Hotels & Restaurants  

Growing Your Restaurant Business with Google

Want to get the word out about your restaurant? Get Google on your side
 Growing Your Restaurant with Google

Wait! Before you get too into this article, you might want to check it out as it appears in our June Issue of Food & Drink Digital. If you like reading our website, you'll love flipping through our colorful, video-filled, interactive e-reader!

How is your restaurant’s web presence? Having a strong image that shines through on the internet is crucial – studies have shown that these days 97% of consumers use some sort of online media to look for local businesses, and that includes restaurants. Out of all of those consumers, 90% rely on search engines when they’re hungry to spend their money, and if you want them to spend it at your restaurant, you have to know how to harness those search engines to work for you.

What’s a restaurateur to do? Luckily, there’s a service out there that could take your business to the next level. It’s simple, it’s streamlined, and it’s mostly free. It’s called Google, the biggest search engine of them all, and it’s ready to help you succeed.

Get SEO Friendly with the Google Keyword Tool

So, you have a website for your restaurant – or perhaps you don’t, but you’re ready to take the leap. The ideal result of your website is, of course, for potential diners to find you. But they can’t if they don’t know where to start, so the first step to Google success is improving your rankings through search engine optimization (SEO).

To rise to the top of Google rankings, you have to be the most “relevant” site around. SEO involves using strategic search terms your customers might be looking for within the text of your site to drive up your ranking. Are you a restaurant in Los Angeles? Make it clear, not once but a few times even, and Google will get the message. If you’re not sure which keywords are best, you’ll need to enlist some help, and there are plenty of programs and services out there that promise to generate all the best keywords for only a few hundred dollars. But who needs them? Google has it all.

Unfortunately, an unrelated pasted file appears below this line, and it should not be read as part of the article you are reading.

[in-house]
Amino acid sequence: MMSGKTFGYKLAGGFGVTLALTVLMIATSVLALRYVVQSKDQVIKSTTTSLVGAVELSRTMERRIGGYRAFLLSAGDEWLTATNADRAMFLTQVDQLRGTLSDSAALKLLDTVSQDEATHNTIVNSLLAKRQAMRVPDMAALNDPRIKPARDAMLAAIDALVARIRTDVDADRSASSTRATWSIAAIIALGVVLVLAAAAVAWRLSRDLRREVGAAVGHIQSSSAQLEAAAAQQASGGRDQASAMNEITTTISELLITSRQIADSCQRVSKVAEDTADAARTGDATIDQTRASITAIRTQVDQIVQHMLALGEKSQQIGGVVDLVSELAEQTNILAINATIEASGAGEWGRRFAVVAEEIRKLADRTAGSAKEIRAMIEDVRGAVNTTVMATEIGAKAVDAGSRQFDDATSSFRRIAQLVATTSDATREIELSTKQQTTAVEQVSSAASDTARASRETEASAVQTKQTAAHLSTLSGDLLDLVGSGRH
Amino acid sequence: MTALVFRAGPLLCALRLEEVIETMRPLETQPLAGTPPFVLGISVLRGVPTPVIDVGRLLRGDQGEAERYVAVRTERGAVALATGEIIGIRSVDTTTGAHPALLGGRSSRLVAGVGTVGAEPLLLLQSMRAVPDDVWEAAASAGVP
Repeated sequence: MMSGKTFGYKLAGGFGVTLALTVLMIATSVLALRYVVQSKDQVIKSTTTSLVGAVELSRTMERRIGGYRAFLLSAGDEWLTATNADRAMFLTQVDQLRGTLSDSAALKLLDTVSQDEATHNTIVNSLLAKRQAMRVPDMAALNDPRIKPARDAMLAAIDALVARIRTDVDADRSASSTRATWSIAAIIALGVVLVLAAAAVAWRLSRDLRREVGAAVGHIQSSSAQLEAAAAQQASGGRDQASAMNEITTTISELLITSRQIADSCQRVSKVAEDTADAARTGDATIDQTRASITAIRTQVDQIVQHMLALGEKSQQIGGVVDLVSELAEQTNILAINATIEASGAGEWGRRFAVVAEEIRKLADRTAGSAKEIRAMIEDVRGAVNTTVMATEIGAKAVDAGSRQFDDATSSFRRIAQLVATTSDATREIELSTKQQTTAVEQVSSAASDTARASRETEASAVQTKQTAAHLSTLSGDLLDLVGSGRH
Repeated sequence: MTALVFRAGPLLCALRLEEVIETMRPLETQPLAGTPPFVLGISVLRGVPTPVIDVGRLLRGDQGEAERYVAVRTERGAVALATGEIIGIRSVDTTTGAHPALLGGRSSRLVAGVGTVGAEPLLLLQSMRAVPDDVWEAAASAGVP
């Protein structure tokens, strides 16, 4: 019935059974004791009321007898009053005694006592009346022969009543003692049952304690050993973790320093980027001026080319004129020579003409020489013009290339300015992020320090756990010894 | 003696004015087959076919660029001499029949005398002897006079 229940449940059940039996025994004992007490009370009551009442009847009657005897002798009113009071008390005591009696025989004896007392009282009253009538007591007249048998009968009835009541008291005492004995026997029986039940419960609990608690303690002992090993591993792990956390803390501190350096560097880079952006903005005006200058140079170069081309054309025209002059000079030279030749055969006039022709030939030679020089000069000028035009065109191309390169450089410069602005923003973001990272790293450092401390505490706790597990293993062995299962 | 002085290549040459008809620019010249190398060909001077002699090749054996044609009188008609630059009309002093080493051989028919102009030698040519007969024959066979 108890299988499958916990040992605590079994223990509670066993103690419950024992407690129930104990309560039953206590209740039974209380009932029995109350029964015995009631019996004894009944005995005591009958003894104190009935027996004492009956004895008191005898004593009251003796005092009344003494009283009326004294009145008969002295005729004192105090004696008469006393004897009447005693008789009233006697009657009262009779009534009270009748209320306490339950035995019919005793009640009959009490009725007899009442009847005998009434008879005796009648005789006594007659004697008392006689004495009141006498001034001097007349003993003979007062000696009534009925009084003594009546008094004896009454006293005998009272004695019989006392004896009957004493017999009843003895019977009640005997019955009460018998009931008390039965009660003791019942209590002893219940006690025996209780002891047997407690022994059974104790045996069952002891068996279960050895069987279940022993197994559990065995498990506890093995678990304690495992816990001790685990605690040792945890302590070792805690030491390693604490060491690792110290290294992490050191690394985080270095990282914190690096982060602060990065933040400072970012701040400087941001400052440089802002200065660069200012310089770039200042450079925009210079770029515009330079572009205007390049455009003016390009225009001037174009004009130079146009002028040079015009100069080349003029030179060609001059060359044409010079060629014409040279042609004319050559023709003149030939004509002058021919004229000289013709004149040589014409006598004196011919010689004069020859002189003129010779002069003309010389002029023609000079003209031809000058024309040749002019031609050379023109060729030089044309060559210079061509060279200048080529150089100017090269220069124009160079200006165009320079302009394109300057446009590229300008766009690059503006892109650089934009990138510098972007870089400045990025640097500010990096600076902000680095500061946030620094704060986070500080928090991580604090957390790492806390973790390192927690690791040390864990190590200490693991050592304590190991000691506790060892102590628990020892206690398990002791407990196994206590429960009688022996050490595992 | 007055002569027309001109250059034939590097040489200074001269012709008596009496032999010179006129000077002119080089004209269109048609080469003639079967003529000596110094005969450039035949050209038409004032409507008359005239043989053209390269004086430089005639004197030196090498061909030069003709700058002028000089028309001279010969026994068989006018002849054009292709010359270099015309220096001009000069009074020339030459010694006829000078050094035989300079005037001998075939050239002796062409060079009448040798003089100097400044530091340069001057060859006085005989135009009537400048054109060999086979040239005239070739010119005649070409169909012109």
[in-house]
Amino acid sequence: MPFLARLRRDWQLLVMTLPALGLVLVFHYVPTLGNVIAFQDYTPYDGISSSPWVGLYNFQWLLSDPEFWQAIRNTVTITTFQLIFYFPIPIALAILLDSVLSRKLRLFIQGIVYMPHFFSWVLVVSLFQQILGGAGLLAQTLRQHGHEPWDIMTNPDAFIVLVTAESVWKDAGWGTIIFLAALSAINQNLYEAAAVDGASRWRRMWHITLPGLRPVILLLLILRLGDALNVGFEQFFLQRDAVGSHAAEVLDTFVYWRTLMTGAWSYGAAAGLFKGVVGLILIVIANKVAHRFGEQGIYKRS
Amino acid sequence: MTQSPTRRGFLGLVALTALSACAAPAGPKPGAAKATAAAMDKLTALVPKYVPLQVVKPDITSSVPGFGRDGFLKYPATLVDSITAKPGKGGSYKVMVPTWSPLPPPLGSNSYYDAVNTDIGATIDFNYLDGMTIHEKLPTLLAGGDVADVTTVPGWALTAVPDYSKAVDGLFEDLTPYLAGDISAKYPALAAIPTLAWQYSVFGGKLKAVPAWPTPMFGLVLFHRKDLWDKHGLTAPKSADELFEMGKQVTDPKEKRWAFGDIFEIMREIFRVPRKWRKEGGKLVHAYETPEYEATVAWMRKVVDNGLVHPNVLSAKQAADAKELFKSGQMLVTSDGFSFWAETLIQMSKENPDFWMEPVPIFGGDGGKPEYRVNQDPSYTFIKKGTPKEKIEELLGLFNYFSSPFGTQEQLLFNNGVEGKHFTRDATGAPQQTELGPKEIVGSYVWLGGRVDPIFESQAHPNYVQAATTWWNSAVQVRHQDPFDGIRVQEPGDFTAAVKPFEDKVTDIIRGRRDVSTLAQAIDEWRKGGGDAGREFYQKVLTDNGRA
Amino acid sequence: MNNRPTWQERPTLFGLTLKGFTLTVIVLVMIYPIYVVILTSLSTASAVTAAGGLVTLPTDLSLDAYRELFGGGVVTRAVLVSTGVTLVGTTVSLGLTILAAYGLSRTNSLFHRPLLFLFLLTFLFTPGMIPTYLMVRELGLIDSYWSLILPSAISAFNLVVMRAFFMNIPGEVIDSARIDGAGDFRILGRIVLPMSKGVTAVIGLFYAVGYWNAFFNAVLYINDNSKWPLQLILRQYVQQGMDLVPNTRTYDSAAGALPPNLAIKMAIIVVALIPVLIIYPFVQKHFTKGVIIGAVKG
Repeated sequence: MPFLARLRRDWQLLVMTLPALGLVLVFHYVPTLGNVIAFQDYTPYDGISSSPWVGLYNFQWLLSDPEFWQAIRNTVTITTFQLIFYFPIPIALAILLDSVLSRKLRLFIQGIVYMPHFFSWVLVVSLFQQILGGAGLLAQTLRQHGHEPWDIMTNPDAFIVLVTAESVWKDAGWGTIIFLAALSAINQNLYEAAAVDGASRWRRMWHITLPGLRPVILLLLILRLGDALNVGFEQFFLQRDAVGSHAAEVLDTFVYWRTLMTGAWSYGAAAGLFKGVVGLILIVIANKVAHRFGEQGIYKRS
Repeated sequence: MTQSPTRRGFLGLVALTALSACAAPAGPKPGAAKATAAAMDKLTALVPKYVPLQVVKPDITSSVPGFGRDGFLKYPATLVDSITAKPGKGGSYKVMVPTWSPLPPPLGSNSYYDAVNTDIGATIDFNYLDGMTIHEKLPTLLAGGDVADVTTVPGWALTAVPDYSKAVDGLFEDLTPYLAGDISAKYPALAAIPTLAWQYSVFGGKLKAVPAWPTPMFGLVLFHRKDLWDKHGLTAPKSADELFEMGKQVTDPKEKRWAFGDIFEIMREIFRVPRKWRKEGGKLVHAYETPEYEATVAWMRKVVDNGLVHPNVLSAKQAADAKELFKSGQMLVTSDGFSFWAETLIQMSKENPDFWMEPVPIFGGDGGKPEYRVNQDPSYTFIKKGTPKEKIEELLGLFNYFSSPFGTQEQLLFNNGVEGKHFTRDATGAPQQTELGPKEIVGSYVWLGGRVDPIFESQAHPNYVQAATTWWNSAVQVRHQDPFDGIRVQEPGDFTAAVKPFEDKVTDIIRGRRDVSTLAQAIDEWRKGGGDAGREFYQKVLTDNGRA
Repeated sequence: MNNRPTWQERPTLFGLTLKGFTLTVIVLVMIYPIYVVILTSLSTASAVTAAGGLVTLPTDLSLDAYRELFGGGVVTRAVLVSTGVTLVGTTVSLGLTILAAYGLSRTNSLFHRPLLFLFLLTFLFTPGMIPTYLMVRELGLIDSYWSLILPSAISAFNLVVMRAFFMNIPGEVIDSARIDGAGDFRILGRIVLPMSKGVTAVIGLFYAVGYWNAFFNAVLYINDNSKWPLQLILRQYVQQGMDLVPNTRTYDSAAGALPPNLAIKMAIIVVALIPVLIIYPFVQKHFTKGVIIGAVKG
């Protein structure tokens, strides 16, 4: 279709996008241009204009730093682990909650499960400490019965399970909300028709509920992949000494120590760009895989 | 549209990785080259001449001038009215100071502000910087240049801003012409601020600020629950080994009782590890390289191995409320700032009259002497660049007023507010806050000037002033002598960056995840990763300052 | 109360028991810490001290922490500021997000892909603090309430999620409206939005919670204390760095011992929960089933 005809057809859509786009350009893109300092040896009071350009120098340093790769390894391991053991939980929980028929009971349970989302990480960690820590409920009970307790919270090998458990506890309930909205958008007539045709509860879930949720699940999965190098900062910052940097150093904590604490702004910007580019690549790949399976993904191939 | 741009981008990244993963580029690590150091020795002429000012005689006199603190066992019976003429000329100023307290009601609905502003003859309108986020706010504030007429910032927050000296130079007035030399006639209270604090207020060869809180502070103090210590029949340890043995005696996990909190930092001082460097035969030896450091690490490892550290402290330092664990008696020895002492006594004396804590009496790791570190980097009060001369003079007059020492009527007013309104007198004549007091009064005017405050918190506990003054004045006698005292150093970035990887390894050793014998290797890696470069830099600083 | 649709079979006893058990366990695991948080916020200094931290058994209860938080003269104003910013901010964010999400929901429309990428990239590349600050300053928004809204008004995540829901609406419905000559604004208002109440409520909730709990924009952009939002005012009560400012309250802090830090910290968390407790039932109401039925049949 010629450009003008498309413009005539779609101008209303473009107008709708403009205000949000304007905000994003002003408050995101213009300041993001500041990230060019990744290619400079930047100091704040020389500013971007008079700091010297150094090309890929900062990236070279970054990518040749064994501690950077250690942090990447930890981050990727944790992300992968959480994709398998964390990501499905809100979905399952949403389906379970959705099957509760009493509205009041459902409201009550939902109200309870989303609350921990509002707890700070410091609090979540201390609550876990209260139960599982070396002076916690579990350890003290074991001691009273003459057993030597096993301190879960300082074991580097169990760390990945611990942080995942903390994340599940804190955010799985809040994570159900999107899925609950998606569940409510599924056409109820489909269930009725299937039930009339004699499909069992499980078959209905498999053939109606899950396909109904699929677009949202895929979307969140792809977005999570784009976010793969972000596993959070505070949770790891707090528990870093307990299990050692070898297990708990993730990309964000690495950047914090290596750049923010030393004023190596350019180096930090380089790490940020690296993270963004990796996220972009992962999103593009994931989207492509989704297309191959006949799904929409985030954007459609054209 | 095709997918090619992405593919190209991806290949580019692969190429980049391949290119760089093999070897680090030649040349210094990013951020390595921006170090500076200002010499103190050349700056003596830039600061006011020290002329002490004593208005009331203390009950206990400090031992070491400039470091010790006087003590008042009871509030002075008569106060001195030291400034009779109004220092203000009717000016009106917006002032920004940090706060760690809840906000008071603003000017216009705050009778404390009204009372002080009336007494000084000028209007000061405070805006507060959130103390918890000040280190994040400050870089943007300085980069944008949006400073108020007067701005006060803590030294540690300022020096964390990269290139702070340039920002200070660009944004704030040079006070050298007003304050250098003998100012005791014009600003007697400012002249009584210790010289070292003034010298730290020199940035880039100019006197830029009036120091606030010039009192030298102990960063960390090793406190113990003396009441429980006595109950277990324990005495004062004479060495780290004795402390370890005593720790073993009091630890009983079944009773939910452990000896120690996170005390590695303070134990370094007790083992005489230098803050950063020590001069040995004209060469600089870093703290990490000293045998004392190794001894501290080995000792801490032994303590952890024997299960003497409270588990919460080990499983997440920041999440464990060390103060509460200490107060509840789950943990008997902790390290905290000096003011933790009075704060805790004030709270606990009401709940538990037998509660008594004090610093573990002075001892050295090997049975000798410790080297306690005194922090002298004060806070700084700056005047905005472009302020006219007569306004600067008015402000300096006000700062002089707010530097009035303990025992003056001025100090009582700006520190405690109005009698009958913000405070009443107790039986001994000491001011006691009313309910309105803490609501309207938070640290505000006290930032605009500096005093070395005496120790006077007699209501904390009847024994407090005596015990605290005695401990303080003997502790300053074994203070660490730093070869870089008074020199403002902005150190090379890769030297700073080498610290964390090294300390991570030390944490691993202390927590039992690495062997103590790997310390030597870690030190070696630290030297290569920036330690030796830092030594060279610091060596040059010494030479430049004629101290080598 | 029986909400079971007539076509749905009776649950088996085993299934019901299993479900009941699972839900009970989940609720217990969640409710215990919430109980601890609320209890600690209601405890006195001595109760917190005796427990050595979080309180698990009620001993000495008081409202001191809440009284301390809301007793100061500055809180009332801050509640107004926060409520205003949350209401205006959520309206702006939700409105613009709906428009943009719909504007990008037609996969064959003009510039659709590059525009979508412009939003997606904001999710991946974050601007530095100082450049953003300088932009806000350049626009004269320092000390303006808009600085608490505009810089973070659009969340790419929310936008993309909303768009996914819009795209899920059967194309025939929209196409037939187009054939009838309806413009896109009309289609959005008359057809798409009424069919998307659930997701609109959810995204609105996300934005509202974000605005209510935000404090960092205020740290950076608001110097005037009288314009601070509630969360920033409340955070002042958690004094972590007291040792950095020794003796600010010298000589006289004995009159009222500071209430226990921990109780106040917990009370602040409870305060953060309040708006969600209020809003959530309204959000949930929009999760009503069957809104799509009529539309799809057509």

You don’t have to sign up for Google AdWords to use its Keyword Tool – you just have to have a Google account, and that takes about five minutes max to set up. Type in a keyword phrase you’re thinking of using for your website – “Los Angeles restaurants,” for example, if that’s your neck of the woods – and not only will the Google Keyword Tool show you how many people search for that term per month, but it will also give you a comprehensive list of related keywords you can use to strengthen your text even more.

Get on the Maps (Google Maps, That Is) with Google Places

Do you have a business listing on Google? If not, you should. Your cooking may put you on the map, but it’s a listing with Google Places that will literally put you on the map.

Google Places works in conjunction with Google Maps. Type in “Los Angeles restaurants,” for example, and Google brings up a laundry list of restaurant names. Restaurants with a Google Places account, however, stand out with their own little dot on the map. What’s more, your Google Places listing gives readers a wealth of information without having to jump to a new website – a convenience that a lot of internet users value. Photos of your restaurant, your phone number and hours, even your menu – they can all be here, at your potential diners’ fingertips. It even aggregates Yelp, Citysearch, and Gayot reviews so that people can see how great you really are.

For a Few Dollars More…

All of this so far has been free – and if that’s for free, imagine what you could get for a bit of change? If you think your site has broad appeal, you could try taking Google AdWords for a spin, using top keywords to build text ads. If you’ve done your work on Google Places, on the other hand, you can bump up your listing with Google Boost. This advertising feature puts your restaurant at the top of the search page, and also qualifies your restaurant to appear in Sponsored Link sections.

Compared to other types of paid advertising, these are relatively low-risk. You only pay for these ads when somebody clicks on them, so your chances of that person being interested go way up from your average banner ad. Considering the new customers you could see, this strategy has the potential to pay for itself. Paid advertising isn’t for everyone, but for the right business it can be just the boost you need to make your restaurant succeed. 


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